Rotary-Percussion Drilling: History
Please note this is an old version of this entry, which may differ significantly from the current revision.

The rotary-percussion drilling method is a prospective way to decrease drilling costs. It is obvious, based on literature analyses and finished geothermal drilling, that the Lublin Basin can be perceived as the one where rotary-percussion drilling can be used to drill an overburden of shale rocks. The paper explained the geology of the Lublin Basin, its’ geological structures, and the possibility of the use of drilling with a down-the-hole hammer, which could significantly decrease the cost of the whole shale gas drilling investment. Data collected from the wells drilled in the Lublin Basin were compared and analyzed to determine the viability of rotary-percussion drilling. Provided analyses showed that using the rotary-percussion drilling method in the Lublin Basin had a greater possibility of application than in other Polish shale basins (Baltic and Podlasie). 

  • shale gas
  • rotary-percussion drilling
  • DTH hammer
  • rotary-percussion drilling method
  • drilling method

1. Introduction

The need for energy is constantly rising around the world, which may be described as an exponential function. According to the Minister of Economy, the need for final natural gas energy in Poland will have risen by 20% in 20 years (from 2010) [1]. Given the decreasing natural gas resources in conventional deposits, the world is facing a situation in which it is necessary to exploit this kind of hydrocarbons from less accessible reservoirs (so-called unconventional reservoirs). In Poland, there are high hopes for a natural gas extracted from the Lower Paleozoic shale. The shale belt, amounting to ca. 37,000 km2, ranges from the northern parts of the country (the Baltic Basin), through the central regions (the Podlasie Basin), to the eastern reaches (Lublin Basin). The total estimated producible resources of natural gas in shale formations of the Polish land and the marine part of the Baltic-Podlasie-Lublin Basin may amount to a maximum of 1920 billion m3 [2].
Taking into consideration the parameters of the evaluation, these resources are most likely approximately 346–768 billion m3. Even the lowest amount can make an impressive influence on many branches of domestic industries. Nevertheless, exploiting this kind of hydrocarbons from the Lublin Basin using conventional technology is expensive and unprofitable. Hence, it is desirable to use technologies that are less costly and give the possibility to succeed. The old but renewed version of the rotary-percussion drilling method is supposed to be the most efficient [3].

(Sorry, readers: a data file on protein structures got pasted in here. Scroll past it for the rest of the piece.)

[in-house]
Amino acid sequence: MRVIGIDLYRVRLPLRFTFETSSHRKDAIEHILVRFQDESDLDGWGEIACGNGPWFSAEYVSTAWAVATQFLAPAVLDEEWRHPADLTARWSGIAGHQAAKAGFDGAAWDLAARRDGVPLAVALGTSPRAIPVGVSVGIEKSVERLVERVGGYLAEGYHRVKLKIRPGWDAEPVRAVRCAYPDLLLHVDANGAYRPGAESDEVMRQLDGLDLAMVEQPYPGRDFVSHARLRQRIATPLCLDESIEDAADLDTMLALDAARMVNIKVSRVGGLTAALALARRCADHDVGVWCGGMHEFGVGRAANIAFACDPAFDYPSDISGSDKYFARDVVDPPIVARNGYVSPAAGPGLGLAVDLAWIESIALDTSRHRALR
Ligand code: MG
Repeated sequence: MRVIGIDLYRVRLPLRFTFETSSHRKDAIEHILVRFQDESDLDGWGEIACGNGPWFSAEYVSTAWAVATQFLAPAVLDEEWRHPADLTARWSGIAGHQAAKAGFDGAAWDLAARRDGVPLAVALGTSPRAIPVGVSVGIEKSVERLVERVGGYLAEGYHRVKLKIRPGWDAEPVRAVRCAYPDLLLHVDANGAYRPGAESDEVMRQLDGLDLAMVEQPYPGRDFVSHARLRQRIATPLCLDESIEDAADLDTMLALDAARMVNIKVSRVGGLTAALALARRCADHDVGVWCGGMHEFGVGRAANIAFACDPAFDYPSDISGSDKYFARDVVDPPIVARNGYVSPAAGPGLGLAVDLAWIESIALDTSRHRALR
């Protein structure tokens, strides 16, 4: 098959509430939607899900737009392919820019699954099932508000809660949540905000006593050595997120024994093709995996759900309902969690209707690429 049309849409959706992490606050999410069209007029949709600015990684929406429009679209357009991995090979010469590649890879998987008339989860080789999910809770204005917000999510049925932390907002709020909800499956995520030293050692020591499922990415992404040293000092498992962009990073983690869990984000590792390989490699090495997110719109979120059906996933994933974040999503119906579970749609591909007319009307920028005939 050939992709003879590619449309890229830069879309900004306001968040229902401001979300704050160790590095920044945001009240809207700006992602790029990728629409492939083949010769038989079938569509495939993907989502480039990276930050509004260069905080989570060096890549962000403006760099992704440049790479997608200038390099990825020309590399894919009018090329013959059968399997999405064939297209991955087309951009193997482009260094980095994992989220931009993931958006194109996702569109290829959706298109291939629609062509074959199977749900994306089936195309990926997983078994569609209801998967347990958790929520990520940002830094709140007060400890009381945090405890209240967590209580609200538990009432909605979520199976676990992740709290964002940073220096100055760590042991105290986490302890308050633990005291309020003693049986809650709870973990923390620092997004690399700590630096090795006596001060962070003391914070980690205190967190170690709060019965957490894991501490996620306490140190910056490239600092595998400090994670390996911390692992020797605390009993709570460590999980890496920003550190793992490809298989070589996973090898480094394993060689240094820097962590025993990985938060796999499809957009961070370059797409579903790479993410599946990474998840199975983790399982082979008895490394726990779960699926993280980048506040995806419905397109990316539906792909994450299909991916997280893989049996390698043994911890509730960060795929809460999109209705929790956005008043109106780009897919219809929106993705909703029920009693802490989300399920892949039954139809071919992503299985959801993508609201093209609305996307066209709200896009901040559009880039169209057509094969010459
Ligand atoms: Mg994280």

In the case of rotary-percussion drilling, a down-the-hole hammer operation is present. The driving factor may be either compressed air or fluid (water), which is directed to the hammer through drill pipes. Air or water also cleans the borehole from cuttings acting as a scrubber.
The air is blown out of the hammer through holes in the drill. The advantages of this kind of drilling are, especially, the lower price compared to the conventional method, lower negative influence on the environment, lower noise emission, and the possibility to operate in a small area. An additional perk is the rectilinearity of the borehole, especially for down-the-hole hydraulic hammers. Furthermore, using air instead of a drilling mud can reduce the formation damage. Formation damage during drilling, completion, and workover operations is a widely known and important issue to consider, as it reduces oil and gas recovery performance. Zhu et al. [4] investigated the impact of the filtrated mud saturation and concluded that its determination could contribute to predicting the formation damage in underbalanced drilling operations. They noted that higher saturation occurred in formations with higher porosity and permeability, lower water saturation, and higher oil viscosity. Davarpanah and Nassabeh [5] found that the determination of mechanical specific energy could assist with detecting drilling instabilities and checking drilling and bit performance. It could help with the optimization of drilling parameters. Both of the abovementioned papers presented a cost-effective way to aid the drilling operation. The rotary-percussion drilling technique has been known for its economic viability combined with an increased rate of penetration. It is generally recommended for the use in hard, abrasive rock formations due to its rock-fracturing efficiency [2][5][6][7].